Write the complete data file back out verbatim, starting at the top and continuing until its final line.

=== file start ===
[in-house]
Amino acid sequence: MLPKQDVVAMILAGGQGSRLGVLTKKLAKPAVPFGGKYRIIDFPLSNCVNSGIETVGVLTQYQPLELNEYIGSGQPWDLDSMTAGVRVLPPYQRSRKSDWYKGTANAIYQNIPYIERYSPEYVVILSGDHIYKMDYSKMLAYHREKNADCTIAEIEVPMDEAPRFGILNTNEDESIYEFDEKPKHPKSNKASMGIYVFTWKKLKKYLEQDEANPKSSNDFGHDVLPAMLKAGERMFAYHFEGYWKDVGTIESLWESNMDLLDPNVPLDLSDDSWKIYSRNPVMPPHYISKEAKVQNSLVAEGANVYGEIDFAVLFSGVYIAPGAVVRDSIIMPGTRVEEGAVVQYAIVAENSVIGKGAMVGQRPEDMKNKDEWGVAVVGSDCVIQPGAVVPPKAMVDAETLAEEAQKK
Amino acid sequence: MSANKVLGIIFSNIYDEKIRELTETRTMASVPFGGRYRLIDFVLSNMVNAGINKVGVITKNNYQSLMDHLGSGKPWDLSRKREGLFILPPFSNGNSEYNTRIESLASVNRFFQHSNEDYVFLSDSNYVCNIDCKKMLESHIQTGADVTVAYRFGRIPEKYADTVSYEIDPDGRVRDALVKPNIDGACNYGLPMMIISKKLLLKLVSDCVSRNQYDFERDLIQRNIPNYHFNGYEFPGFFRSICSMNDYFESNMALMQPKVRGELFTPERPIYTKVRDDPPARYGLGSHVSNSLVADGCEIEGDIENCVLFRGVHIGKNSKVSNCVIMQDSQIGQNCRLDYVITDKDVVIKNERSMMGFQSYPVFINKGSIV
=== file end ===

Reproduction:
[in-house]
Amino acid sequence: MLPKQDVVAMILAGGQGSRLGVLTKKLAKPAVPFGGKYRIIDFPLSNCVNSGIETVGVLTQYQPLELNEYIGSGQPWDLDSMTAGVRVLPPYQRSRKSDWYKGTANAIYQNIPYIERYSPEYVVILSGDHIYKMDYSKMLAYHREKNADCTIAEIEVPMDEAPRFGILNTNEDESIYEFDEKPKHPKSNKASMGIYVFTWKKLKKYLEQDEANPKSSNDFGHDVLPAMLKAGERMFAYHFEGYWKDVGTIESLWESNMDLLDPNVPLDLSDDSWKIYSRNPVMPPHYISKEAKVQNSLVAEGANVYGEIDFAVLFSGVYIAPGAVVRDSIIMPGTRVEEGAVVQYAIVAENSVIGKGAMVGQRPEDMKNKDEWGVAVVGSDCVIQPGAVVPPKAMVDAETLAEEAQKK
Amino acid sequence: MSANKVLGIIFSNIYDEKIRELTETRTMASVPFGGRYRLIDFVLSNMVNAGINKVGVITKNNYQSLMDHLGSGKPWDLSRKREGLFILPPFSNGNSEYNTRIESLASVNRFFQHSNEDYVFLSDSNYVCNIDCKKMLESHIQTGADVTVAYRFGRIPEKYADTVSYEIDPDGRVRDALVKPNIDGACNYGLPMMIISKKLLLKLVSDCVSRNQYDFERDLIQRNIPNYHFNGYEFPGFFRSICSMNDYFESNMALMQPKVRGELFTPERPIYTKVRDDPPARYGLGSHVSNSLVADGCEIEGDIENCVLFRGVHIGKNSKVSNCVIMQDSQIGQNCRLDYVITDKDVVIKNERSMMGFQSYPVFINKGSIV